Thomas D. Campbell
Tuesday, March 18, 2014
Archibald Macleish once wrote, “The impact of Tom Campbell upon the grasslands of the Great Plains was the impact of the American passion for power, speed and the predictable machine.” Macleish was referring to Thomas D. Campbell, born in Grand Forks on February 19th, 1882. Campbell’s parents were wheat farmers, and it was in this field, so to speak, that Campbell earned the title of Wheat King. Campbell was farming and managing his family’s 4,000-acre farm by the time he was seventeen. In those days, it wasn’t all that common for farmers to go to college, and those who did usually attended the ND Agricultural College in Fargo. Not so with Tom Campbell; he went to school in his hometown, earning a masters degree in engineering from UND by the time he was 22. He then did some post-graduate work at Cornell University but didn’t finish until after World War I; he got his doctoral degree in engineering from the University of Southern California in 1929. During the war, Campbell served as a researcher of Native American lands for the U.S. Department of Interior. The war economy was causing food shortages, and Campbell became interested in leasing tribal lands that could be converted for growing crops. Campbell had been fascinated with machinery since childhood, and took his vision of large-scale mechanized farming to Washington, D.C. There, he persuaded federal officials to help him lease land on the Ft. Peck and Crow Indian Reservations in Montana. A group of New York financiers, led by J.P. Morgan, gave him a two million dollar loan, which he used to buy fifty plows, sixty seed drills and dozens of trucks and wagons. He also bought thirty-four Altman Taylor 35-horsepower tractors; each weighed 26,000-pounds, had 8-foot-high steel wheels, and could pull a plow, a disc, a seed drill, and a packer all at the same time. By 1919, Campbell had 45,000 acres under cultivation on the Crow Reservation near Hardin, but drought and low wheat prices scared off his New York backers. However, Campbell didn’t give up. Doing business as the Montana Farming Corporation, he kept plowing up more ground, and by the mid-1920s, Campbell had the world’s largest privately run wheat farm. From north to south, it stretched 42 miles, encompassing nearly 100,000 acres. Campbell had 250 men working for him, but it wasn’t until rain returned to Montana that the operation began turning a profit. An active republican, Campbell became an advisor to the U.S. government regarding land potential in the Southwest – New York industrialist John J. Raskob had partnered with Campbell to buy 400,000 acres of land in New Mexico in the 1930s and ‘40s. Campbell also researched Alaska’s strategic potential for the Secretary of Defense and served as an agricultural advisor for officials in Russia, Great Britain, France and the U.S. Campbell also stayed connected with the military throughout his life, rising to the rank of Brigadier General in the U.S. Army Air Corps in World War II. At the time of his death, he was a General in the Air Force Reserves. Thomas Campbell died on this date in 1966 at the age of 84. One of his final requests was that his childhood home be saved and dedicated to the memory of pioneer women, in particular his mother, Almira Richards Campbell. The house is on the National Historic Register and can be toured on the grounds of the Grand Forks County Historical Society.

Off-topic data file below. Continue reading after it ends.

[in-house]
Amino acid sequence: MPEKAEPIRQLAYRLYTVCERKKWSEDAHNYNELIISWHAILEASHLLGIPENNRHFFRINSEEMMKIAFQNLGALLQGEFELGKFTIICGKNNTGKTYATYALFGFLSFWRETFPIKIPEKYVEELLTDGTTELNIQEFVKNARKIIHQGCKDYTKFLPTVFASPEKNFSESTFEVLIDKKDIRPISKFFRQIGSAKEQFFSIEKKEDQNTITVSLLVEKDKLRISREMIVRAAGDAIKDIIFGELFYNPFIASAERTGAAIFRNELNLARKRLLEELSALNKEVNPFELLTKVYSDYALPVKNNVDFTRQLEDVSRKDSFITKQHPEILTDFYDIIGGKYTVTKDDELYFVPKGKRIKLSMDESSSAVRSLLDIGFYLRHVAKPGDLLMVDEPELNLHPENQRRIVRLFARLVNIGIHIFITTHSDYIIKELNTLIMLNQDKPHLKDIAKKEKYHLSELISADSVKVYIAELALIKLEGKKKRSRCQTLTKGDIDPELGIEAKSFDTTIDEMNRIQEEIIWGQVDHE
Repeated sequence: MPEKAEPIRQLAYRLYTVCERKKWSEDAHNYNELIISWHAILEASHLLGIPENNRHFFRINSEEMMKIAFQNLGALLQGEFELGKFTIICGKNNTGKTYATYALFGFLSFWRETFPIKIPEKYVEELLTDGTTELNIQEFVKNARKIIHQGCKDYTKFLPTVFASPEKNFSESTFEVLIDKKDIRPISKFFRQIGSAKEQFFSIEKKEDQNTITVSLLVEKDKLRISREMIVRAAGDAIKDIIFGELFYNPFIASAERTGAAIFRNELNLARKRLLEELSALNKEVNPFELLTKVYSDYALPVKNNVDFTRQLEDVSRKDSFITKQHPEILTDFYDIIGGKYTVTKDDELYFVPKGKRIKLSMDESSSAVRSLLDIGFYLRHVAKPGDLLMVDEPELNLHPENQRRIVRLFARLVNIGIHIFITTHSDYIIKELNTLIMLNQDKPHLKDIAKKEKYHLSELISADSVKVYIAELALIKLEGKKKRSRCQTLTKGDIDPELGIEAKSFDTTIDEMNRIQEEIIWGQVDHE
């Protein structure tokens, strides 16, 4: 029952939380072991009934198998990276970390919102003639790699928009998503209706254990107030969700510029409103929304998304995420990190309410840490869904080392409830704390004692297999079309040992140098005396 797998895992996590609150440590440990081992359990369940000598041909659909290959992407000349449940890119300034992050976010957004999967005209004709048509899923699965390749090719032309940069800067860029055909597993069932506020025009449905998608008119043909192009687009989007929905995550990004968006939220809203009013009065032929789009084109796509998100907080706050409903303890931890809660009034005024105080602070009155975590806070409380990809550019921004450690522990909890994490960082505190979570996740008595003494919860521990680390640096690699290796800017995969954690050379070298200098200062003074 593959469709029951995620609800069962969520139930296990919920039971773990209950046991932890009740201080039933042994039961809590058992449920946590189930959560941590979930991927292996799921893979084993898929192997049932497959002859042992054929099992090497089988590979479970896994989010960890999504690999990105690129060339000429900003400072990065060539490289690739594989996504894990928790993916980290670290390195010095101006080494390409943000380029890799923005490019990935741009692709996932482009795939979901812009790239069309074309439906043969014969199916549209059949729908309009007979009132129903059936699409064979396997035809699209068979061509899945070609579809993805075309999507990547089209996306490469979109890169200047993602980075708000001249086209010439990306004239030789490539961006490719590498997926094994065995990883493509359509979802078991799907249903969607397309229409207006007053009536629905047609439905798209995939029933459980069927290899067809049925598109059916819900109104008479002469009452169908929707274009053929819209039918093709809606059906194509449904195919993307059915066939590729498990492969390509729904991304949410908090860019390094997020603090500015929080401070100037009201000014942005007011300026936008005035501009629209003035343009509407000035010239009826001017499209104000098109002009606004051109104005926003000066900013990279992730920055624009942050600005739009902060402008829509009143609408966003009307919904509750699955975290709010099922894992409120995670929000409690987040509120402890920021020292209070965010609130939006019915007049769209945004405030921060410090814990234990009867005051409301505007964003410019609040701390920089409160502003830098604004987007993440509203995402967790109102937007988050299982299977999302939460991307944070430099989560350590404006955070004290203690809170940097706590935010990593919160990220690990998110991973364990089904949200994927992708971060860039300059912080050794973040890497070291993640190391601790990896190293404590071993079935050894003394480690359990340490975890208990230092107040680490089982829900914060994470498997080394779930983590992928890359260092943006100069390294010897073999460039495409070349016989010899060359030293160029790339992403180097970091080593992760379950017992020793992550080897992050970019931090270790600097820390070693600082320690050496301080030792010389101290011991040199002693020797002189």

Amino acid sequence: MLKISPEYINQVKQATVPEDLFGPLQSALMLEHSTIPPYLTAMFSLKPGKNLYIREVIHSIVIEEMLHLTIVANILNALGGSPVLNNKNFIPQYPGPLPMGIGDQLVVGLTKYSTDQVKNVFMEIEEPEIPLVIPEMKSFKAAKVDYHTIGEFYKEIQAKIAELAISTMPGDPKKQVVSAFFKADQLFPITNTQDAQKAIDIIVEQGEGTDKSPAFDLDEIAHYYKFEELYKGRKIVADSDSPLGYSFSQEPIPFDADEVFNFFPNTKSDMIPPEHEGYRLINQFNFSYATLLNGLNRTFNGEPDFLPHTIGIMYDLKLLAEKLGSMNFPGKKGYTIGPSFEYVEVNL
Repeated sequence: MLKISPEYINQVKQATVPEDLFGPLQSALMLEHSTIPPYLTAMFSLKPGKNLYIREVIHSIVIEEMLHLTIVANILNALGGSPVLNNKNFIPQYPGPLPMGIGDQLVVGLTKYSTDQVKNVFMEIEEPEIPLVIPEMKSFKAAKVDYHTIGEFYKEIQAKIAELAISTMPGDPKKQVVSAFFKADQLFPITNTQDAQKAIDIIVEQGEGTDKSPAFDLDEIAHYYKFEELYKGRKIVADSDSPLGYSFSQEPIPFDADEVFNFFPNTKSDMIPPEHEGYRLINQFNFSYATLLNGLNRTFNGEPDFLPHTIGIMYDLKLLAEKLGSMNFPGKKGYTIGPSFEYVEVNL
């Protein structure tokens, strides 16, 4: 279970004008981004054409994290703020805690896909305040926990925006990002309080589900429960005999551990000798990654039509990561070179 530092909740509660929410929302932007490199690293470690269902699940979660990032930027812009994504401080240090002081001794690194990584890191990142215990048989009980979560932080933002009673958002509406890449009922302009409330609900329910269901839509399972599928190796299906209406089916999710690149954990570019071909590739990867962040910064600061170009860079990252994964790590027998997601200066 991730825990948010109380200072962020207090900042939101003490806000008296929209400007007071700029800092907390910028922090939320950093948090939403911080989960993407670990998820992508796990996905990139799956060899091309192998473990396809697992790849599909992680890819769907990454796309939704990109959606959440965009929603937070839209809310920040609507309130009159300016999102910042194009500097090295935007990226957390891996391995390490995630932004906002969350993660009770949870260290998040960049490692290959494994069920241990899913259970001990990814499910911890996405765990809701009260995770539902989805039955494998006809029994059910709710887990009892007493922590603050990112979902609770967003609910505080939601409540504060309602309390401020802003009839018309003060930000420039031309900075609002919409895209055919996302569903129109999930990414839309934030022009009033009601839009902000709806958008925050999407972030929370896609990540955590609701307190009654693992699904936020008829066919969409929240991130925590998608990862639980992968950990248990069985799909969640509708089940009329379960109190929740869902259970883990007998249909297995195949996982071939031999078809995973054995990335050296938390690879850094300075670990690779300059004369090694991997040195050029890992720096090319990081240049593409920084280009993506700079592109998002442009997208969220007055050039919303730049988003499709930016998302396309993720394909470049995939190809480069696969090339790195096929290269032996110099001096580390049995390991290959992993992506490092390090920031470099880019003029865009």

Dakota Datebook written by Merry Helm
(Sources: Thomas D. Campbell Papers, Center for Southwest Research, General Library, University of New Mexico; Don Spritzer, 100 Most Influential Montanans of the Century (number 28), The Missoulian, 1999; Grand Forks County Historical Society) –